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What Makes a Belgian Beer a Belgian Beer?

Belgian beer on an Asheville brewery tour

What Are Belgian Beers Like?

With a few exceptions, Belgian beers tend to have two major common traits. Belgian beers tend to be higher in alcohol than most beers from other countries, and Belgian beers tend to get a lot of their character from the yeast that is used to ferment them. When drinking a Belgian beer, you’ll often notice fruity or spicy notes in the beer’s aroma and flavor. Often, these aren’t coming from the addition of fruits and spices, but from the yeast the brewers used to ferment the beer. Also, pace yourself with these beers! Many Belgian beers are 7% alcohol and some are over 10%, making their strength near that of wine, not the light lagers many are used to drinking.

These two big shared characteristics are why Belgian beers are in a category of their own, and why they tend to be easy to recognize even in a place like Asheville, NC.

Why Are Belgian Beers Higher in Alcohol?

Alcohol in beer is produced during fermentation. Fermentation is the part of the brewing process where brewers add yeast to their brewer’s wort.

Brewer’s wort is the sweet, sometimes also hoppy/bitter liquid that the brewers cooked up in the brewhouse. They steeped malted barley in hot water (and sometimes other grains like wheat, oats, corn, rice or rye) to gain access to fermentable sugars trapped inside the grain. They added some hops to it and then cooled it down, making a nice sugary meal for yeast.

Those sugars from the barley are consumed by yeast during fermentation, and alcohol and carbon dioxide are produced. The more sugar the yeast have to eat, the more alcohol in the finished beer. To learn more about why some beers are stronger than others, check out this post on alcohol strength in beer.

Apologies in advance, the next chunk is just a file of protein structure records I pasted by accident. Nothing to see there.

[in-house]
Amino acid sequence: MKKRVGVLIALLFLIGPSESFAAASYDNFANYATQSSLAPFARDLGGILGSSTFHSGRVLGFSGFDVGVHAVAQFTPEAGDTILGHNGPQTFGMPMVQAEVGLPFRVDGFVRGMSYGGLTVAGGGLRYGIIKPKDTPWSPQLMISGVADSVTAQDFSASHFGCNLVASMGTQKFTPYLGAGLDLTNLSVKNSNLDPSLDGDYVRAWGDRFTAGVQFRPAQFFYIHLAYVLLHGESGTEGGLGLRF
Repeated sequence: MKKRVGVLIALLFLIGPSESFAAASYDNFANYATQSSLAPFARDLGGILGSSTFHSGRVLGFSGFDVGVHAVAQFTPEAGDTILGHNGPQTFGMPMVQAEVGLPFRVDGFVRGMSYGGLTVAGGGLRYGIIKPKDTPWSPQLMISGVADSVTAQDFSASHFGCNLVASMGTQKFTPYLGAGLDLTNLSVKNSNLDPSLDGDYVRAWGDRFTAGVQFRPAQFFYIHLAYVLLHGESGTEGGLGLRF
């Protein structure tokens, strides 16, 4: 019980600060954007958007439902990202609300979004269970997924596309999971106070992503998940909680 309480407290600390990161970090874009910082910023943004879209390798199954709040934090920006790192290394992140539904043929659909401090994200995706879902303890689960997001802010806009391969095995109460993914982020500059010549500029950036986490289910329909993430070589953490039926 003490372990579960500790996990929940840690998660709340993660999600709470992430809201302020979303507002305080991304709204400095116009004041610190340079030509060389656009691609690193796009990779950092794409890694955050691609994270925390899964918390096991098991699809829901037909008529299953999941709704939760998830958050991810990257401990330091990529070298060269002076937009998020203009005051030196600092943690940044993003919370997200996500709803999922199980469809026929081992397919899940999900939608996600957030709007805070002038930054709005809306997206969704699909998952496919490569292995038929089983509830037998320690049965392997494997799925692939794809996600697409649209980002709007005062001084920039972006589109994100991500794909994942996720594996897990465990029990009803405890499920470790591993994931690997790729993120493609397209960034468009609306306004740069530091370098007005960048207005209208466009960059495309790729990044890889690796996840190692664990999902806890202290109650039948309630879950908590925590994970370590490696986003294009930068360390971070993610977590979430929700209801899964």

To boost the alcohol level in Belgian beers, brewers will often add extra sugar, beyond what they extracted from the barley. They will sometimes use sugars derived from beets, and often will use straight white table sugar. These nice simple sugars get gobbled up by the brewer’s yeast and even more alcohol ends up in the finished beer. 

In the old days in Belgium, this process of adding extra sugar also helped brewers escape taxation. Historically, brewers in Belgium were taxed based on the size of their mash tun, the tank where the barley and hot water are mixed. The larger the mash tun, the more tax they needed to pay. 

By boosting alcohol levels with sugar instead of barley, brewers could create strong beers without the need for a bigger mash tun or the associated higher tax.

What Is Special About Belgian Yeast?

So, we’ve created a very sugary wort for our yeast, but we need just the right yeast to do the job. Belgian yeast strains are special in that they tend to have a high tolerance for alcohol and they produce a lot of flavor compounds during the fermentation process. Belgian yeast strains are of the ale species, meaning they prefer warmer temperatures and ferment more quickly than lager yeast. Check out this post to learn the difference between ales and lagers.

Their tolerance for alcohol is important, as they will be producing a lot of it. Other yeast strains could create enough alcohol that they would die, leaving the beer unfinished. Belgian strains can often handle 10% alcohol solutions and some even higher.

But, the flavor compounds produced by these yeast are truly special. During fermentation Belgian yeast strains are known for producing fruity compounds called esters and spicy compounds called phenols while they work on gobbling up those sugars and creating alcohol. These esters and phenols stick around in the finished beer and tend to remind the drinker of things like pears, bananas, figs, cherries, cloves and pepper. This yeast character is what makes Belgian beers really stand out when compared to beers from other regions!

Try Some Belgian Beer On An Asheville Brewery Tour

Many breweries in Asheville produce Belgian-style beers, and we’d love to share some with you! Join us on an Asheville Brewery Tour and experience Belgian beers, as well as styles from many other regions.

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